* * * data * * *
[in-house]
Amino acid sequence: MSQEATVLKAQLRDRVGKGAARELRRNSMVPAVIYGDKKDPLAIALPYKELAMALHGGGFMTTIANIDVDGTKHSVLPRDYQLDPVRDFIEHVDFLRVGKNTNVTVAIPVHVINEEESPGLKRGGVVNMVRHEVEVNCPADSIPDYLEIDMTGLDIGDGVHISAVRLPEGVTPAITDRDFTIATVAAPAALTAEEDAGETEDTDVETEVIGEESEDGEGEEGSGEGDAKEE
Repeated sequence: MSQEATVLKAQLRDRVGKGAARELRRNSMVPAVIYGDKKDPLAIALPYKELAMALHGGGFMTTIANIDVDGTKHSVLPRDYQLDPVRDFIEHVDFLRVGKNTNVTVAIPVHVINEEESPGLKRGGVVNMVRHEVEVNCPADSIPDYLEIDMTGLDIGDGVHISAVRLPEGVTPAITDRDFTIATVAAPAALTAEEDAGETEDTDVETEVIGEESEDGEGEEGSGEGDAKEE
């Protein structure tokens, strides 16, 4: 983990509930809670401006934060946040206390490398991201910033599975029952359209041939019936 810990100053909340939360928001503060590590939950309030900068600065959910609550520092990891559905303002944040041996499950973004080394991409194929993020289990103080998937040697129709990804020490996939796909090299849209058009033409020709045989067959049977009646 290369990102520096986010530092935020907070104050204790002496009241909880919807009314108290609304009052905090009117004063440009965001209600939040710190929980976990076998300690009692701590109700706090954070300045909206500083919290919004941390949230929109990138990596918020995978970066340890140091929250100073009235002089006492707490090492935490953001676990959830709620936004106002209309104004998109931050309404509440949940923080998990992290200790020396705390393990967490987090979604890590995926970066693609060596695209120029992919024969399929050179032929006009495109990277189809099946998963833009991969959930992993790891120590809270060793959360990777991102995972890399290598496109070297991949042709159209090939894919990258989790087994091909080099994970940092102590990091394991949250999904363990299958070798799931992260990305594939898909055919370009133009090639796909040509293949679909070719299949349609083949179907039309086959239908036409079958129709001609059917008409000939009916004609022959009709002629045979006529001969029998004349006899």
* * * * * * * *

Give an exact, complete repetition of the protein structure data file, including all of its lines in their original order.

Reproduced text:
[in-house]
Amino acid sequence: MSQEATVLKAQLRDRVGKGAARELRRNSMVPAVIYGDKKDPLAIALPYKELAMALHGGGFMTTIANIDVDGTKHSVLPRDYQLDPVRDFIEHVDFLRVGKNTNVTVAIPVHVINEEESPGLKRGGVVNMVRHEVEVNCPADSIPDYLEIDMTGLDIGDGVHISAVRLPEGVTPAITDRDFTIATVAAPAALTAEEDAGETEDTDVETEVIGEESEDGEGEEGSGEGDAKEE
Repeated sequence: MSQEATVLKAQLRDRVGKGAARELRRNSMVPAVIYGDKKDPLAIALPYKELAMALHGGGFMTTIANIDVDGTKHSVLPRDYQLDPVRDFIEHVDFLRVGKNTNVTVAIPVHVINEEESPGLKRGGVVNMVRHEVEVNCPADSIPDYLEIDMTGLDIGDGVHISAVRLPEGVTPAITDRDFTIATVAAPAALTAEEDAGETEDTDVETEVIGEESEDGEGEEGSGEGDAKEE
């Protein structure tokens, strides 16, 4: 983990509930809670401006934060946040206390490398991201910033599975029952359209041939019936 810990100053909340939360928001503060590590939950309030900068600065959910609550520092990891559905303002944040041996499950973004080394991409194929993020289990103080998937040697129709990804020490996939796909090299849209058009033409020709045989067959049977009646 290369990102520096986010530092935020907070104050204790002496009241909880919807009314108290609304009052905090009117004063440009965001209600939040710190929980976990076998300690009692701590109700706090954070300045909206500083919290919004941390949230929109990138990596918020995978970066340890140091929250100073009235002089006492707490090492935490953001676990959830709620936004106002209309104004998109931050309404509440949940923080998990992290200790020396705390393990967490987090979604890590995926970066693609060596695209120029992919024969399929050179032929006009495109990277189809099946998963833009991969959930992993790891120590809270060793959360990777991102995972890399290598496109070297991949042709159209090939894919990258989790087994091909080099994970940092102590990091394991949250999904363990299958070798799931992260990305594939898909055919370009133009090639796909040509293949679909070719299949349609083949179907039309086959239908036409079958129709001609059917008409000939009916004609022959009709002629045979006529001969029998004349006899």